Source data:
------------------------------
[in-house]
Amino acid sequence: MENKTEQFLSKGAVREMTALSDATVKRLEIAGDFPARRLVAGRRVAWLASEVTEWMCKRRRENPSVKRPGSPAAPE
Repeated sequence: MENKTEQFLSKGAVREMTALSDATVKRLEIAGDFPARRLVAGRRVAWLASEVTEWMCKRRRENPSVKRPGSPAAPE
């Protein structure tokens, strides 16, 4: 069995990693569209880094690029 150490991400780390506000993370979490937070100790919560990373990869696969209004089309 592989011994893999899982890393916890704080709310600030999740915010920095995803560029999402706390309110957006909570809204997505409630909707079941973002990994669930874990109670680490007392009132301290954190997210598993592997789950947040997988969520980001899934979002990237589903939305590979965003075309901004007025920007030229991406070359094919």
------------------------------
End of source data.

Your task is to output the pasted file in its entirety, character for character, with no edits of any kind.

[in-house]
Amino acid sequence: MENKTEQFLSKGAVREMTALSDATVKRLEIAGDFPARRLVAGRRVAWLASEVTEWMCKRRRENPSVKRPGSPAAPE
Repeated sequence: MENKTEQFLSKGAVREMTALSDATVKRLEIAGDFPARRLVAGRRVAWLASEVTEWMCKRRRENPSVKRPGSPAAPE
């Protein structure tokens, strides 16, 4: 069995990693569209880094690029 150490991400780390506000993370979490937070100790919560990373990869696969209004089309 592989011994893999899982890393916890704080709310600030999740915010920095995803560029999402706390309110957006909570809204997505409630909707079941973002990994669930874990109670680490007392009132301290954190997210598993592997789950947040997988969520980001899934979002990237589903939305590979965003075309901004007025920007030229991406070359094919």